Another thing worth mentioning is the outdoor cockroaches.

The more entry points you have, the more likely these outdoor critters will crawl into your home.

That’s because they are attracted to light. So, at night, when it’s dark outside, they will be drawn to that small gap you have underneath your door.

Cleaning your house is a great way to keep roaches away.

But it doesn’t end there.

Make sure you secure all the entry points around your homes.

Apply caulk to any holes or cracks outside your home.

Likewise, seal up any voids or holes on the inside of your home (near pipes).

Weatherstrip your windows and doors e to prevent cockroaches from sneaking in between the crevices.

Make it as hard as possible hard for roaches to get.

If it’s easy to find a way in, they will.

5. Your Home is A Good Source of water

leaking pipe

Roaches need water to survive and will wander into your home to access it.

These critters are drawn to leaky faucet or pipe

They also like condensation from your air conditioners and refrigerators.

Roaches also love to hang out under your kitchen and bathroom cabinets, where it’s dark and damp.

Check your house for any possible sources of water for roaches.

Remove or seal them up to discourage cockroaches from coming to your home.

6. You Have an Unmaintained Garden

Your home may be sparkling clean, but what about your patio and garden?

It could be that you are nurturing roaches outside your house by not keeping them tidy.

Outdoor roaches such as Oriental, American, Asian, and Wood cockroaches can find shelter in your garden weeds.

Roaches also love trash bins for both shelter and food. They can easily slip through the lid of your containers and flourish.

As mentioned, roaches need water to live. So gutters, flowerpots, and water fountains, birdbaths and ponds will make them want to stick around.

Outdoor roaches are attracted to light.

That means, even if they are happy outside, they will gravitate to go inside your home at night.

7.You leave Your Trash Bins Open

Another thing most people overlook is trash bins outside their homes.

Do you have a bad habit of leaving your trash bins open?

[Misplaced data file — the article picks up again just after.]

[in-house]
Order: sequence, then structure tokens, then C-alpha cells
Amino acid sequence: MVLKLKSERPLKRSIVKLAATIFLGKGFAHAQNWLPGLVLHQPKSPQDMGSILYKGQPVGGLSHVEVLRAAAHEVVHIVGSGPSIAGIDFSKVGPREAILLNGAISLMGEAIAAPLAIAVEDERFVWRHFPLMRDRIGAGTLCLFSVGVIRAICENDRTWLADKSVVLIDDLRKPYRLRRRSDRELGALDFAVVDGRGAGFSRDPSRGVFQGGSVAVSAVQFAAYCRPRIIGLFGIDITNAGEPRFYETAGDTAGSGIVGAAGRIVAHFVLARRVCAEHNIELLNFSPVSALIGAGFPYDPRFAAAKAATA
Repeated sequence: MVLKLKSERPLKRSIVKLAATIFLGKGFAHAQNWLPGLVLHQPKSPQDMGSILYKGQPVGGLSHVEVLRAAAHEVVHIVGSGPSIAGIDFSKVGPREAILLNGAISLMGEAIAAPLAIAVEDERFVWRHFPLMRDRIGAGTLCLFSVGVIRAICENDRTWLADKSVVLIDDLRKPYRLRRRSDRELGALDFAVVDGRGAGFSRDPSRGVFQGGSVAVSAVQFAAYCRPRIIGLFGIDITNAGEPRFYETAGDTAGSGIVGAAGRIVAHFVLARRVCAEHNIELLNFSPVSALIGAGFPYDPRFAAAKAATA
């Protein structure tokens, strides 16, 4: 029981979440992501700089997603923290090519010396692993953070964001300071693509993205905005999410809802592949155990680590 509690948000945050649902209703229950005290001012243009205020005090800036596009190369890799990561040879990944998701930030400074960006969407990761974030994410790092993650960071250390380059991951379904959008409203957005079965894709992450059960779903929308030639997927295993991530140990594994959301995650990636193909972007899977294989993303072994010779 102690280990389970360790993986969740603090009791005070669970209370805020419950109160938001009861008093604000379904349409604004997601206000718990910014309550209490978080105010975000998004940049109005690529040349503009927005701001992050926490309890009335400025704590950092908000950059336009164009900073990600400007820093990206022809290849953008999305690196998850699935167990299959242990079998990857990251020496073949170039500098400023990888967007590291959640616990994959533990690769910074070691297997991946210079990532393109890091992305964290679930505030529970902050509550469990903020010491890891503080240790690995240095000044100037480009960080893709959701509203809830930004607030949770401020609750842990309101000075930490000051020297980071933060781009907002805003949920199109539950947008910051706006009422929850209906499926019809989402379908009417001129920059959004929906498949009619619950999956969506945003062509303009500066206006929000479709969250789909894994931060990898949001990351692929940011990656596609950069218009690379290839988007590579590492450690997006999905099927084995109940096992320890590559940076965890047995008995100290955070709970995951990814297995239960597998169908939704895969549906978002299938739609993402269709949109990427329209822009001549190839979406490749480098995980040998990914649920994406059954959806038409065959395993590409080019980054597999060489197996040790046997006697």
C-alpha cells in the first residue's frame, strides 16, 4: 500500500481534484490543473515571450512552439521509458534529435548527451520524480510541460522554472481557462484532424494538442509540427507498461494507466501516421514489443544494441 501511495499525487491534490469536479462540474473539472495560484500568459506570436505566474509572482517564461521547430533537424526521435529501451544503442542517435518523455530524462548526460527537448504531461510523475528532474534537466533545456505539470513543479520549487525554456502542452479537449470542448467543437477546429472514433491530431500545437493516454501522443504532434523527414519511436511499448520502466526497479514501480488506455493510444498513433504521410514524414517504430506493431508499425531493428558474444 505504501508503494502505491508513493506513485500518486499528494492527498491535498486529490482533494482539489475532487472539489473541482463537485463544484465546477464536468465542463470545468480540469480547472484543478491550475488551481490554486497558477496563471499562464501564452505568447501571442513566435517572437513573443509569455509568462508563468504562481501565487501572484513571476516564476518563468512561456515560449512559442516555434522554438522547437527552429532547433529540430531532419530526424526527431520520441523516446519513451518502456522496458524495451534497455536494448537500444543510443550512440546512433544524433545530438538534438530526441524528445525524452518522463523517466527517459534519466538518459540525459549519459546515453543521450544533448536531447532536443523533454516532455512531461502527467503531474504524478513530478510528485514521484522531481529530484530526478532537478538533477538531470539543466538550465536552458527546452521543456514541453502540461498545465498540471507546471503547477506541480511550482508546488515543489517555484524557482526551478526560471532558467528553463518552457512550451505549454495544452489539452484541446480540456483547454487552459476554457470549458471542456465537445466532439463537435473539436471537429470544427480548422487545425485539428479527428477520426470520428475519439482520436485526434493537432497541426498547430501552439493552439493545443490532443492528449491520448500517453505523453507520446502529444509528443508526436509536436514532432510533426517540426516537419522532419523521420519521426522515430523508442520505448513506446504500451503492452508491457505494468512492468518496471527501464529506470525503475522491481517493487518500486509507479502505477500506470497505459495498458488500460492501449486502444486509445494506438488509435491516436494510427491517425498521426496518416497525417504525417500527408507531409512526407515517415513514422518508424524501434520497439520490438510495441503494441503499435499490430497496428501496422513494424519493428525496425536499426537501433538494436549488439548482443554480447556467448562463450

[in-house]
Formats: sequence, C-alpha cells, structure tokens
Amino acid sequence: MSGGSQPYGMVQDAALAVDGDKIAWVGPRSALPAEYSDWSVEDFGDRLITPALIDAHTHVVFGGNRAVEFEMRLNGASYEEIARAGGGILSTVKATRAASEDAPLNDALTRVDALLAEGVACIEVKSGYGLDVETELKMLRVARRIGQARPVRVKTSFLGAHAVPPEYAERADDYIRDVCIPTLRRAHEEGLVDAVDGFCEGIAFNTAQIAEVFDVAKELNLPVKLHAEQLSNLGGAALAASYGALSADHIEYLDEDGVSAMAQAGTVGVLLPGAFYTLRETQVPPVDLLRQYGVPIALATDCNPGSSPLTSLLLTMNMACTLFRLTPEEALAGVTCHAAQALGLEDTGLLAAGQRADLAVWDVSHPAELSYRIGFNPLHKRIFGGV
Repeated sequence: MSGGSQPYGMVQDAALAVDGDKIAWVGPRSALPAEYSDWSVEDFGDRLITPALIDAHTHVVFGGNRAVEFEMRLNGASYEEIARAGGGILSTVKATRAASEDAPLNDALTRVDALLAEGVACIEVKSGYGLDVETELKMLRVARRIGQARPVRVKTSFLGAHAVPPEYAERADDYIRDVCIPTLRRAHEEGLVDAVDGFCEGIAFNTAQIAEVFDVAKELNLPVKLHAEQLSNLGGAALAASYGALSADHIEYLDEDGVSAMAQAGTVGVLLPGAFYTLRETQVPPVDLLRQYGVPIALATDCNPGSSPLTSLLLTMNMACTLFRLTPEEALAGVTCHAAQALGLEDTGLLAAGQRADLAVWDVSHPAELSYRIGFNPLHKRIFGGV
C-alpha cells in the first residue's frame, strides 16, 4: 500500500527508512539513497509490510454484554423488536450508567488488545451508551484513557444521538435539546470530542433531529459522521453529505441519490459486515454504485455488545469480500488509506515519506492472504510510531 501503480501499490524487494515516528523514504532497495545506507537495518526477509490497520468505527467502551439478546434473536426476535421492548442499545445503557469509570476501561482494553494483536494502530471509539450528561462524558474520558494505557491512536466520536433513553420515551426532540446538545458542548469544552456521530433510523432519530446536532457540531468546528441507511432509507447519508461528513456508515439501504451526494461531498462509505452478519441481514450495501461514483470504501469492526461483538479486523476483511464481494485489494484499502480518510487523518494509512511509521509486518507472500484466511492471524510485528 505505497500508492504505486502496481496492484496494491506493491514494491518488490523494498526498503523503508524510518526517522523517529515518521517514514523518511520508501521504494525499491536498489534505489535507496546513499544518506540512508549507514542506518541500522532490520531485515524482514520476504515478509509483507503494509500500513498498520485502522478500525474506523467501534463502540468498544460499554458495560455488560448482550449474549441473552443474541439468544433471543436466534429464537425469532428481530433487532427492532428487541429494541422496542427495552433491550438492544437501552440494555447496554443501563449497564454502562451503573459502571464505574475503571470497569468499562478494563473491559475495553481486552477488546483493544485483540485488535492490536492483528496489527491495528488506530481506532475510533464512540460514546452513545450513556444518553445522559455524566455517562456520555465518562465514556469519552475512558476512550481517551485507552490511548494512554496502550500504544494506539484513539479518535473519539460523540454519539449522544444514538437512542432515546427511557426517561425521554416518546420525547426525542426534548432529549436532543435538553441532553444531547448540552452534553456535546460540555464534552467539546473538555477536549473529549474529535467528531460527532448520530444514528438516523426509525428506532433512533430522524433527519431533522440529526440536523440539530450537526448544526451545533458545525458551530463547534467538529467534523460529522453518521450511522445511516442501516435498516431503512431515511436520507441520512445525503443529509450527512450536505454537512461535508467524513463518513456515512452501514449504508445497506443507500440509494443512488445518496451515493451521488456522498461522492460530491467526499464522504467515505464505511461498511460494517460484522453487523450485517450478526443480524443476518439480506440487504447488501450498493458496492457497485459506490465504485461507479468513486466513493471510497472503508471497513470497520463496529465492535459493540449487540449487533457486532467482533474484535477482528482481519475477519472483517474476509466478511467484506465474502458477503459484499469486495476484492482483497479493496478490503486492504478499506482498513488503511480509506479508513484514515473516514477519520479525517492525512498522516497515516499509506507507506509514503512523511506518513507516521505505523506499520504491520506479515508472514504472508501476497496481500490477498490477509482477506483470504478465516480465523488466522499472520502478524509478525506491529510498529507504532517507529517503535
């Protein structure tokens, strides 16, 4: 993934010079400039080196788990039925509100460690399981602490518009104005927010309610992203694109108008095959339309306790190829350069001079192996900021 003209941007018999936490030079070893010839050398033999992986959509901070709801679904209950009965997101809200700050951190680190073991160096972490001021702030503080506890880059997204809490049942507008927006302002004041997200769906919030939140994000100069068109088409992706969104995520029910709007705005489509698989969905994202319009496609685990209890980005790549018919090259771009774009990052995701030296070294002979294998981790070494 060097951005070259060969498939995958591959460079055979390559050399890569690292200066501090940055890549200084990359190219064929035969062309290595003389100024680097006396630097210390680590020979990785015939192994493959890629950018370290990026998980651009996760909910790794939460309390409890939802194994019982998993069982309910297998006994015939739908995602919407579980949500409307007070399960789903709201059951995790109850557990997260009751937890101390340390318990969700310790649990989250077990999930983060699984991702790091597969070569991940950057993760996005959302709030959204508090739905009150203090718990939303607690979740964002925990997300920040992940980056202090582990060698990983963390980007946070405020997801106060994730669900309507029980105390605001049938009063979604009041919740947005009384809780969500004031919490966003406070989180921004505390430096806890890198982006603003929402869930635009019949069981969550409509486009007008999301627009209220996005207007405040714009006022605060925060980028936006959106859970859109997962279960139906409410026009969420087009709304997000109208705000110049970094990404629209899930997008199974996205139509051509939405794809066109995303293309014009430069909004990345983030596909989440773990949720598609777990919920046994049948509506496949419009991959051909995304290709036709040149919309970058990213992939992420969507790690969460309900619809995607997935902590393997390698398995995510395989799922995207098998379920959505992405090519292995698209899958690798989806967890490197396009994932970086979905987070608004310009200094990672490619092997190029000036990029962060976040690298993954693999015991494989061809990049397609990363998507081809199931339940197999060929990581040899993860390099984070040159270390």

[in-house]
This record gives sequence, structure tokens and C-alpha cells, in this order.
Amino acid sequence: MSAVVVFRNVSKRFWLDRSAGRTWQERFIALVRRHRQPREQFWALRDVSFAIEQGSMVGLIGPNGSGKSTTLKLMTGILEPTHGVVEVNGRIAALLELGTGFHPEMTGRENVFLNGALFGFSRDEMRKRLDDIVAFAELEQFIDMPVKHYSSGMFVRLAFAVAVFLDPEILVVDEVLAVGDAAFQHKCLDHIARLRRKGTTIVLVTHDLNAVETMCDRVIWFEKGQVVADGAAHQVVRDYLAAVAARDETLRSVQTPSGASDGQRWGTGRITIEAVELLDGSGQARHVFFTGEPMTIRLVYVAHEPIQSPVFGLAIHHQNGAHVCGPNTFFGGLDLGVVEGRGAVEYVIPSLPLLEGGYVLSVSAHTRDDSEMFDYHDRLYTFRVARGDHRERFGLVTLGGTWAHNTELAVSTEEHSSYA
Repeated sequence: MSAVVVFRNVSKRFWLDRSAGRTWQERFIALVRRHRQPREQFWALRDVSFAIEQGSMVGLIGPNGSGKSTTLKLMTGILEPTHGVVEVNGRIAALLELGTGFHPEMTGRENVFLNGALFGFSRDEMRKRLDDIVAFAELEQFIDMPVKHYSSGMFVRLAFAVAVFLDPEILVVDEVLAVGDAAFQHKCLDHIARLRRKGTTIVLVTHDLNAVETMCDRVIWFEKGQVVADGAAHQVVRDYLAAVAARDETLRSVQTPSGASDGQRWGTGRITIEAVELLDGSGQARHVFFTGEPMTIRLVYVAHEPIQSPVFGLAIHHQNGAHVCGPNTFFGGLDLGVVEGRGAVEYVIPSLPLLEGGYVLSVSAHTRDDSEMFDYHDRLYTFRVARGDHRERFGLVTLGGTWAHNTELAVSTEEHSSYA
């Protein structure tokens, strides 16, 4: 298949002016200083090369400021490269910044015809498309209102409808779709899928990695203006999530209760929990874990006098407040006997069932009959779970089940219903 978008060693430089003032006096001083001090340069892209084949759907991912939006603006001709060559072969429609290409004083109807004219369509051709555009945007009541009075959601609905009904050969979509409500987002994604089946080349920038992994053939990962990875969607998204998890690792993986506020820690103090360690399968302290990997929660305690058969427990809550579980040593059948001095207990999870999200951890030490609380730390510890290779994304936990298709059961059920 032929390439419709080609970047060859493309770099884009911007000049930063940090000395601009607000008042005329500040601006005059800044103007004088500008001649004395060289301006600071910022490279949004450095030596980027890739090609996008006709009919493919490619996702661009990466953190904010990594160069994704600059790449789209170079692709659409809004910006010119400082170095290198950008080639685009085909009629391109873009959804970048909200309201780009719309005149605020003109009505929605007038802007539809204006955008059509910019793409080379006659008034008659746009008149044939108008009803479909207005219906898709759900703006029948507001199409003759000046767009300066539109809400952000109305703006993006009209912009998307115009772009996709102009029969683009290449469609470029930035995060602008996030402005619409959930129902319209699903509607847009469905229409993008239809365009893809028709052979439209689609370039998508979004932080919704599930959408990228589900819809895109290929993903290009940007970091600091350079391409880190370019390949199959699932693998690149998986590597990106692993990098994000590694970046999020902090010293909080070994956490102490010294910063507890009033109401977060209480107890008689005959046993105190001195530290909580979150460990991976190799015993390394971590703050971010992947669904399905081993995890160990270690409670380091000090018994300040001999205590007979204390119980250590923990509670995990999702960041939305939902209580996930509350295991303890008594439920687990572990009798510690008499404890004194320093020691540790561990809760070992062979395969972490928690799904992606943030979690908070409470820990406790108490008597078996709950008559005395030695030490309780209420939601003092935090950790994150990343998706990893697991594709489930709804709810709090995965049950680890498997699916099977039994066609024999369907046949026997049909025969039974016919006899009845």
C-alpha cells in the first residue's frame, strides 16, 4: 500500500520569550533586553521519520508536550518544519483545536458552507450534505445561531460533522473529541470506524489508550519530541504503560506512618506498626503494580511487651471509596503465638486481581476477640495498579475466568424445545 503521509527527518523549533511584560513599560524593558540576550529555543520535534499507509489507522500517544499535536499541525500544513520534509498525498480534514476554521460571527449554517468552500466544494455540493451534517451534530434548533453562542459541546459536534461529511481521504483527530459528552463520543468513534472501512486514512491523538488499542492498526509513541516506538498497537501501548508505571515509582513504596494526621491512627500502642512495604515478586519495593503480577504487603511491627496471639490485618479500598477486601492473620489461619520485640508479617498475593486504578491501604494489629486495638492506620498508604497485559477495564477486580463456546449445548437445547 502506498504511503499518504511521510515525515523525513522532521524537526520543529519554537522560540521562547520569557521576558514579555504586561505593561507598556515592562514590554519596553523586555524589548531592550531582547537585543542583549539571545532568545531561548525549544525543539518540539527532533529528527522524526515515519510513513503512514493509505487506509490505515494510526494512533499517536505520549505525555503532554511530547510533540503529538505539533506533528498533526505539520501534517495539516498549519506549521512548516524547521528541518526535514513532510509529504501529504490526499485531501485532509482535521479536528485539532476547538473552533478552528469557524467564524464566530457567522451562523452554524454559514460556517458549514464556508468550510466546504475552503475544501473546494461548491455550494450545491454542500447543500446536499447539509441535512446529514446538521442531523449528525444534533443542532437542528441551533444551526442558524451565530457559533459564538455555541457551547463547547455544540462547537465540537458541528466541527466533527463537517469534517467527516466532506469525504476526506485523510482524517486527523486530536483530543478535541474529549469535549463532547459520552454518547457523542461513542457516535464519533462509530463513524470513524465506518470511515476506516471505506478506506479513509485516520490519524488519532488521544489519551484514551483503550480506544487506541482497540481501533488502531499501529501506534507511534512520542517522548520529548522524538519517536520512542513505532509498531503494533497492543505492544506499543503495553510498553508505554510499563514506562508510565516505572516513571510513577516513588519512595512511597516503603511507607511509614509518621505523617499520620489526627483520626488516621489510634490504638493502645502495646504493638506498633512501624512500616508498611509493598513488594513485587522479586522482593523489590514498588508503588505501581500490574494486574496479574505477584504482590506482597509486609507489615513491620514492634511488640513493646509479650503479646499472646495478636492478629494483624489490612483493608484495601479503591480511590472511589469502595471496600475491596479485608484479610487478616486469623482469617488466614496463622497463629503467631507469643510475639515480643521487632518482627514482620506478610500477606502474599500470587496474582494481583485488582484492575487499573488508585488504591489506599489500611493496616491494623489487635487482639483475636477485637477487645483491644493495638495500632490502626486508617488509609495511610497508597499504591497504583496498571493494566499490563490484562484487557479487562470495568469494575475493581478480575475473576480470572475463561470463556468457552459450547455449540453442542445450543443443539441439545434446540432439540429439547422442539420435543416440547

Are you able to empty your bin regularly?

Do your trash bins have any cracks or holes?

For roaches, trash bins are perfect not only for shelter but also for food.

They can easily slip through one of your containers and flourish.

So, to get rid of these critters, you must always cover up your bin.

You’ll also want to avoid leaving your trash full.

Roaches have an extremely sharp sense of smell and can smell food quickly and easily.

8. You’re Dealing With A Hitchhiker

Do you go to places that are likely infested with roaches?

Cockroaches can hitchhike on items you bring in from outdoors. 

For example, German and brown-banded cockroaches are notorious for hitchhiking on cardboard, grocery bags, or even clothes at laundry mats.

Outdoor cockroaches such as American and Wood cockroaches are also known for hitchhiking.

Cockroaches are excellent at hiding.

If you keep seeing cockroaches in your home, you may have been carrying them home with you. 

9. You’re House is Untidy

Your house may be clean, but is it tidy?

Roaches are shy and appreciate places where they can hideout.

So a clean but cluttered home is like a big playground to them.

Piles of books, clothing, and papers are all great hiding spots for a roach.

Stacks of books and newspapers in your attic or basement is an excellent place for roaches to mate and hide their eggs.

Keep the items in your house to a minimum.

Both cleanliness and organization play an important role in keeping roaches out of your home.

Less clutter means fewer places for the roaches to hide.

10. They’re Thriving on Unconventional food sources

Roaches are scavengers and will eat practically anything.

And if they are running out of food, they’re even less picky.

They go from eating crumbs and grease to consuming cardboard boxes, glue, wallpaper, rotting wood, dead human skin, and hair.

Roaches especially love damp cardboard boxes, as they are easy to break apart.

So, even if you have eliminated all conventional food sources for these critters, they could be thriving on non-conventional food sources.